What is a Credit Score?

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Whenever you need to borrow money a lender will first check your credit, or more accurately, your credit score.

Your credit score is based on the information in your credit report and it measures the likelihood you will repay the loan. If you have a high credit score, you will qualify for more loans and pay lower better rates. In other words, the higher your score, less you'll pay.

Credit scores are three-digit numbers used by lenders when evaluating the risk of lending you money. Scores can range from 300 to 850, with almost 30% of the population ranking between 750 and 799.

Although there are different types of credit scores that are available to lenders, the most commonly used (especially for big loans) are called FICO scores. FICO scores are based on a scoring system created by Fair, Isaac & Co. and are provided to lenders by the three national credit bureaus - Equifax, Experian and TransUnion.

You can get your (or a similar type of score) from any of the national credit bureaus (see below). In fact, while you're at it, you should get a free copy of your credit report and review it of any mistakes (they happen frequently), which can negatively impact your score.

Your credit score is usually based on these criteria:

Paying your bills on time: If you have paid bills late, have had an account referred to a collection agency, or have ever declared bankruptcy, this will show up in your credit report and negatively impact your credit score.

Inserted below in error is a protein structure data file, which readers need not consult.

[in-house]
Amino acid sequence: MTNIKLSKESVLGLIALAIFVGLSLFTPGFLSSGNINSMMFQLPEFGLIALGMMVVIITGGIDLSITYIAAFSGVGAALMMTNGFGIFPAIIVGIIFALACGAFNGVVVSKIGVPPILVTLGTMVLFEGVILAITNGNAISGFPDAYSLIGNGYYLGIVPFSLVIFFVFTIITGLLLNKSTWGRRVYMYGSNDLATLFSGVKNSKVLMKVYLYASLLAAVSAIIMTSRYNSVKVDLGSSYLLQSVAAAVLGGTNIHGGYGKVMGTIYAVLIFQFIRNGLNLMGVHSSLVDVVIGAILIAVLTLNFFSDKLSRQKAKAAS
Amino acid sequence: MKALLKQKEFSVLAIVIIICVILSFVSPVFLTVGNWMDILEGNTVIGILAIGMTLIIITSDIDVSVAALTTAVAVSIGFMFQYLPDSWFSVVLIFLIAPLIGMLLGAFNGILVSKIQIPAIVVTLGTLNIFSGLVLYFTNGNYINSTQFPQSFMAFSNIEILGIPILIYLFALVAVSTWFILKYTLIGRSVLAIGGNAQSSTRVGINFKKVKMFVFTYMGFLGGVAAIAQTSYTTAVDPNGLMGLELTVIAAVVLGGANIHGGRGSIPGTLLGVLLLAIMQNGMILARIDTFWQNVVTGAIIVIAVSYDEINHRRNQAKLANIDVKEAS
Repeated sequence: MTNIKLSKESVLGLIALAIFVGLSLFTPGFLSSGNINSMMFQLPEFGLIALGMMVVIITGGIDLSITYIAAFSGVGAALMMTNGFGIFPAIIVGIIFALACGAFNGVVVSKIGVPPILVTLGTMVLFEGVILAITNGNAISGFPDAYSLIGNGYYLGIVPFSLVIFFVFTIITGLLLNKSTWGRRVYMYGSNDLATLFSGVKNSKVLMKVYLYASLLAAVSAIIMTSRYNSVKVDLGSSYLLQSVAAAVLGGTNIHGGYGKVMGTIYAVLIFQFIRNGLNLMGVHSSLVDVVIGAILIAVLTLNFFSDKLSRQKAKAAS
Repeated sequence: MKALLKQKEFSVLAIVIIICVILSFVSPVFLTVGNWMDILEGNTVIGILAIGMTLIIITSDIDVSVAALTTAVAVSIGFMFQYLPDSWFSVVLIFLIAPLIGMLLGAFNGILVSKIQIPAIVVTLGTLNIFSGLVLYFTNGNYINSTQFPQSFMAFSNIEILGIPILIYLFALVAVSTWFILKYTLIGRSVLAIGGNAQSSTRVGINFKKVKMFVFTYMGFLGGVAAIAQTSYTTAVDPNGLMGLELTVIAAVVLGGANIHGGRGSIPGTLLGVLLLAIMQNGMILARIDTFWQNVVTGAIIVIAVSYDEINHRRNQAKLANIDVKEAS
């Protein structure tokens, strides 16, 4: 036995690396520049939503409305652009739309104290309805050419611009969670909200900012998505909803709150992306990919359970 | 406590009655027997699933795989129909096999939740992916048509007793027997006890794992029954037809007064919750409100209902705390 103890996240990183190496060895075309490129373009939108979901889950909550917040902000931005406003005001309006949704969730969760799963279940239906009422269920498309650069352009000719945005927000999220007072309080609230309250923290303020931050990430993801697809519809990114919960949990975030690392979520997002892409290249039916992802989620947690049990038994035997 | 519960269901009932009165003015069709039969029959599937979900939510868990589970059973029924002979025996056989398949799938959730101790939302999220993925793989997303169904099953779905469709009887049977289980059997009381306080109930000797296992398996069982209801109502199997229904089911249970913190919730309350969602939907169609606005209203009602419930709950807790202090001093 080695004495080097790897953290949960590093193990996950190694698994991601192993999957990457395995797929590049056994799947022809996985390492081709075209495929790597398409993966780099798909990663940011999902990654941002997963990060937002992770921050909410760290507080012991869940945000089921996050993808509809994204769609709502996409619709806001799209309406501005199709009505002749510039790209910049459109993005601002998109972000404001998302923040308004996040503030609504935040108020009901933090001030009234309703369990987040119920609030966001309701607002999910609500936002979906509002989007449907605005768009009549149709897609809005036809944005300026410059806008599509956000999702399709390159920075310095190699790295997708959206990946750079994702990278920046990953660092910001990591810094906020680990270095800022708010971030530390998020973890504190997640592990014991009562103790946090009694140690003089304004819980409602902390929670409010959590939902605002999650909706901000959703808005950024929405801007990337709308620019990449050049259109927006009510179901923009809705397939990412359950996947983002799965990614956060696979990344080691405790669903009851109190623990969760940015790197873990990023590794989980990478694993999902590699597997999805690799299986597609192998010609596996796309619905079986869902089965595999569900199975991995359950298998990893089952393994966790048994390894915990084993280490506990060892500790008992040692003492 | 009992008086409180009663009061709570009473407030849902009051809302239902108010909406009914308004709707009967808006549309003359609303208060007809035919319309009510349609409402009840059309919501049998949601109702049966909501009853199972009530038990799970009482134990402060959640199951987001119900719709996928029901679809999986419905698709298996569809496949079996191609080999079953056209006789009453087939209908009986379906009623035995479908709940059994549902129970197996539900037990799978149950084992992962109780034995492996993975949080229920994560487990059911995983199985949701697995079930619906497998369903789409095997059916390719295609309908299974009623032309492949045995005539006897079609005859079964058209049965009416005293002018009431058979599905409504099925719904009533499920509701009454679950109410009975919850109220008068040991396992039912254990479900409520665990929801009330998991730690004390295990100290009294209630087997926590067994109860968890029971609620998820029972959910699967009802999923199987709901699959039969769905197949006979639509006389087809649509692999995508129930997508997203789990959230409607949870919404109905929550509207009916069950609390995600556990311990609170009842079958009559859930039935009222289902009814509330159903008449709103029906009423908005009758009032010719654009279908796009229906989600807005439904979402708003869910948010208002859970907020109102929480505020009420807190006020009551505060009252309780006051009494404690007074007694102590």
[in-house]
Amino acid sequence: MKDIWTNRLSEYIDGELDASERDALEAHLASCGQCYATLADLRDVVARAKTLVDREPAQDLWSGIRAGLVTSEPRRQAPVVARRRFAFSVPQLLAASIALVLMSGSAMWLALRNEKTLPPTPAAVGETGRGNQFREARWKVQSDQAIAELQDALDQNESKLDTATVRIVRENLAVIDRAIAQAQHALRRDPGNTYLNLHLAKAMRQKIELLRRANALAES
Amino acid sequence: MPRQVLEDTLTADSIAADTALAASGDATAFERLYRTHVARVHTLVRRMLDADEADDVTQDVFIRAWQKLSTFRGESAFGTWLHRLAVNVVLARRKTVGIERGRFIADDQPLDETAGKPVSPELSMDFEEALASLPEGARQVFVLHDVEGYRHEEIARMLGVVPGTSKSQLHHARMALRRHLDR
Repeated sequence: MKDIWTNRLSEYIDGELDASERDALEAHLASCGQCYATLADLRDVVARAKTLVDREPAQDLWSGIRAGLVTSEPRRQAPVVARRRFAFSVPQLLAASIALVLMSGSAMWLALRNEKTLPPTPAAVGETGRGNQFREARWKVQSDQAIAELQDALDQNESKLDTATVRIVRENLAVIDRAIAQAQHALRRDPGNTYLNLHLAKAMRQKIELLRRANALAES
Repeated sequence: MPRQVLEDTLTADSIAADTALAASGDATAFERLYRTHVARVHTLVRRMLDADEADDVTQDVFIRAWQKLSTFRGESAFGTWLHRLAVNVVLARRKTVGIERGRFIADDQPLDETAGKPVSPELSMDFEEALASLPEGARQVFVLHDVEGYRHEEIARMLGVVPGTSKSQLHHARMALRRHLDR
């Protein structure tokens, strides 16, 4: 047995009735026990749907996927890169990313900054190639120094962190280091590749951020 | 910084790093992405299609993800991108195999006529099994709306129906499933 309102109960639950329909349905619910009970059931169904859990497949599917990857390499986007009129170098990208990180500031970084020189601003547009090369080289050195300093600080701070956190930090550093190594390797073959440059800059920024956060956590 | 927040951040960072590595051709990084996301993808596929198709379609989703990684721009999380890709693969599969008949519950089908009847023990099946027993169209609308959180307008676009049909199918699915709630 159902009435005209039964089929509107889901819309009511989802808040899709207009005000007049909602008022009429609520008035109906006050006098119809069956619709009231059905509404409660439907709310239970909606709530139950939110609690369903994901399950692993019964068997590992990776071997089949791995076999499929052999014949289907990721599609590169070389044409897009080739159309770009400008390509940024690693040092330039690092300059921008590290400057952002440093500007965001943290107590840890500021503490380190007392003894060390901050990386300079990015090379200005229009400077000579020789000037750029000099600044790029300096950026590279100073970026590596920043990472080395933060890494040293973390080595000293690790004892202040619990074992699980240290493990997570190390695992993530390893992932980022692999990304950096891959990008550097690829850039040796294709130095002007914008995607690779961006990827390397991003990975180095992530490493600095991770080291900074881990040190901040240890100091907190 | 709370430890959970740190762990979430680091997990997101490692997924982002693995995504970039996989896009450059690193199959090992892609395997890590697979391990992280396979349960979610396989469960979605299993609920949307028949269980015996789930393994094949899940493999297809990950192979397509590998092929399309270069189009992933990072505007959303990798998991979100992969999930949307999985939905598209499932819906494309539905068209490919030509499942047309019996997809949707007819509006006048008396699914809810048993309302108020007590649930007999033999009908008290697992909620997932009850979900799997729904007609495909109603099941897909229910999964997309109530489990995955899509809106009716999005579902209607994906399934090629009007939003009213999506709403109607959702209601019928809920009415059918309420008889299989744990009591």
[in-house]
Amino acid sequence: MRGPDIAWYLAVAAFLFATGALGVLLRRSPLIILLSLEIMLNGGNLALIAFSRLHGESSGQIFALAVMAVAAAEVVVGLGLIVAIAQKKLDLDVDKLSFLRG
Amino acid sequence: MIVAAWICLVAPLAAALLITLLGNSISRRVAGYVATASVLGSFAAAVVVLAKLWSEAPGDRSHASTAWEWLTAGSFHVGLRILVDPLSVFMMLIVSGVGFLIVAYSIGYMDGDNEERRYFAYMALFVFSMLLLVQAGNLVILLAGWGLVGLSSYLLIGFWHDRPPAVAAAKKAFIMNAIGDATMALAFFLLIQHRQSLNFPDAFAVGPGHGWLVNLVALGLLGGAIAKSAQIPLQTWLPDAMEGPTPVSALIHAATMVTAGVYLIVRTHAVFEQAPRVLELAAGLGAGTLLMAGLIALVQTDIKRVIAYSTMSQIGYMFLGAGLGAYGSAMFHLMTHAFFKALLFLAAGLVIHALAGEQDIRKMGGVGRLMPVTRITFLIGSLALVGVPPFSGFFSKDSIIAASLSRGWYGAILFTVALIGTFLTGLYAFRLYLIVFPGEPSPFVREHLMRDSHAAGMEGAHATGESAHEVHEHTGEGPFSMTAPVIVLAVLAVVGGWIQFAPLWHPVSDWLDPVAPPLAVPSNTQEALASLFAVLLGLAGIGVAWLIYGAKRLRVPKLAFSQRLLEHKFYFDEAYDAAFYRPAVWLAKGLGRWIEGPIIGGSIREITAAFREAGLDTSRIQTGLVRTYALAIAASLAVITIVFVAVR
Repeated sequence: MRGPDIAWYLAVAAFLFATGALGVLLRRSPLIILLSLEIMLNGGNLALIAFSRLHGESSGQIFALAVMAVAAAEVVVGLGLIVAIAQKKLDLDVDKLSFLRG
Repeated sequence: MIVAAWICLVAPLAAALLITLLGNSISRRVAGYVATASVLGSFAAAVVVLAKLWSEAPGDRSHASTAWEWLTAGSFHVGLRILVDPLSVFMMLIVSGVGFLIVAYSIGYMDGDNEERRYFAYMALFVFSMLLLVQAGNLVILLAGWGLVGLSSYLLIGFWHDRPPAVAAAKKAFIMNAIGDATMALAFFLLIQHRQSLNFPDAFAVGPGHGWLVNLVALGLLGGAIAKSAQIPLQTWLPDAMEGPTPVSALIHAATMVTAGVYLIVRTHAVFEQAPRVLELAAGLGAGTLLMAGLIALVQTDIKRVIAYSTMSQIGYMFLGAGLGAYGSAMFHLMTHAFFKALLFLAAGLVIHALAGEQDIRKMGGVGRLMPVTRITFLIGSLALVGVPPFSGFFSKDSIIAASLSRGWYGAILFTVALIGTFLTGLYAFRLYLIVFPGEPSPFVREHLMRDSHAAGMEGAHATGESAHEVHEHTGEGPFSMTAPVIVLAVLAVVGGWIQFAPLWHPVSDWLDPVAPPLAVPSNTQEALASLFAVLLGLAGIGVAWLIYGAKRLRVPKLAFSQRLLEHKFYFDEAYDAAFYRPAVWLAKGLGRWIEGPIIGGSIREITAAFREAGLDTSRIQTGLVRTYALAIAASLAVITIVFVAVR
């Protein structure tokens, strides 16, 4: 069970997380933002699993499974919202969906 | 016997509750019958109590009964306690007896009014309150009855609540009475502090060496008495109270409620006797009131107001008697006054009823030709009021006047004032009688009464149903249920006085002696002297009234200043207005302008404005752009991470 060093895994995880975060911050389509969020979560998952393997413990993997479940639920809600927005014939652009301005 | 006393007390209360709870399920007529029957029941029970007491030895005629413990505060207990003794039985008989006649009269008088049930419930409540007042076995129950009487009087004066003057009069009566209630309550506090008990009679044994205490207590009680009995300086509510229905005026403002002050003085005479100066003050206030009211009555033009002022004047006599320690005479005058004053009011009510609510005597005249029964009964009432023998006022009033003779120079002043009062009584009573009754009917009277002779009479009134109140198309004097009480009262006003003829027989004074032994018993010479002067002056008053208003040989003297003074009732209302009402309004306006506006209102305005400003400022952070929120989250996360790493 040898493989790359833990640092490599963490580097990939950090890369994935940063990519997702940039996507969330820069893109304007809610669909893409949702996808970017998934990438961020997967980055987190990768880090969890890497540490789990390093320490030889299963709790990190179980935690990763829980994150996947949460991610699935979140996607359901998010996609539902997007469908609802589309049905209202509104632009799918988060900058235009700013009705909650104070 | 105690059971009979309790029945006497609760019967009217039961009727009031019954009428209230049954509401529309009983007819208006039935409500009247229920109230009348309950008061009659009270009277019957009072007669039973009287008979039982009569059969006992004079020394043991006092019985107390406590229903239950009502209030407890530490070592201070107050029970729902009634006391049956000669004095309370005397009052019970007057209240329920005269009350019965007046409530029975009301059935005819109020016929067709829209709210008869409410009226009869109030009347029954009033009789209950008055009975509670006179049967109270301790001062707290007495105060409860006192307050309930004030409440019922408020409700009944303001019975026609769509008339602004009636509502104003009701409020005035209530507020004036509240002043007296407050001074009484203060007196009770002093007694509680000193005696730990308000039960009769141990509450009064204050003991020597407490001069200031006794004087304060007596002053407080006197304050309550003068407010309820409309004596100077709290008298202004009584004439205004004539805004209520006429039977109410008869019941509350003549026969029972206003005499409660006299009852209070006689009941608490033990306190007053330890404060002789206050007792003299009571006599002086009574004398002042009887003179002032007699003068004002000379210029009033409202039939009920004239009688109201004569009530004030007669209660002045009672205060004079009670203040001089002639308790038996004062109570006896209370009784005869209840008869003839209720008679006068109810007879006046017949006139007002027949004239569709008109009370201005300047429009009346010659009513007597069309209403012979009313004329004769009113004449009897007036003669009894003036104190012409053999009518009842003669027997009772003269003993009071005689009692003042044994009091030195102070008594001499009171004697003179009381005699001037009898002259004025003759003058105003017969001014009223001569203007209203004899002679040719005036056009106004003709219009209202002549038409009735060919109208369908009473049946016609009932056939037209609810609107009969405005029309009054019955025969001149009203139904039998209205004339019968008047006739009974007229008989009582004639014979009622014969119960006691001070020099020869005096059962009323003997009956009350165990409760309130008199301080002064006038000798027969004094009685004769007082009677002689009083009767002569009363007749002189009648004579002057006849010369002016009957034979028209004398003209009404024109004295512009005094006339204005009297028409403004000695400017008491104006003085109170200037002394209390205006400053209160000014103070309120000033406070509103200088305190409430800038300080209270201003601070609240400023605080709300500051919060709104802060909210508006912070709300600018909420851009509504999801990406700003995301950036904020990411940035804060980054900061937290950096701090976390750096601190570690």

Outstanding debt: If the amount you owe is close to your credit limit, it will probably have a negative effect on your score.

Long or short credit history: A short credit history may have a negative effect on your score. This can be offset by other factors, such as timely payments and low balances.

Number of new credit applications: If you have recently applied for lots of new credit accounts, it may negatively impact your score.

Type and number credit accounts: A variety of installment loans and credit cards may improve your score. However, too many finance company accounts or credit cards might hurt your score.

To learn more, see the Federal Trade Commission's publication on credit scoring at www.ftc.gov/bcp/edu/pubs/consumer/credit/cre24.shtm.

How to Get Your Credit Score

FICO - The Only Score That Matters

If you were denied credit, you can get a free credit report from the bureau that supplied the credit information that was the basis for denial. Some states entitle residents to a free credit report once a year. TransUnion automatically includes your credit score in your report. 

Only Equifax offers consumers their actual FICO score. You can buy it online at Equifax or myFICO.com. The other two national credit bureaus, TransUnion and Experian, do not use FICO scores, but use their own type of score. Their scores are comparable to FICO scores and basically work the same way.

The Experian score can only be purchased online. The TransUnion score (included whenever you buy your TransUnion credit report,) may be purchased online, by mail, or, in some cases, by phone.

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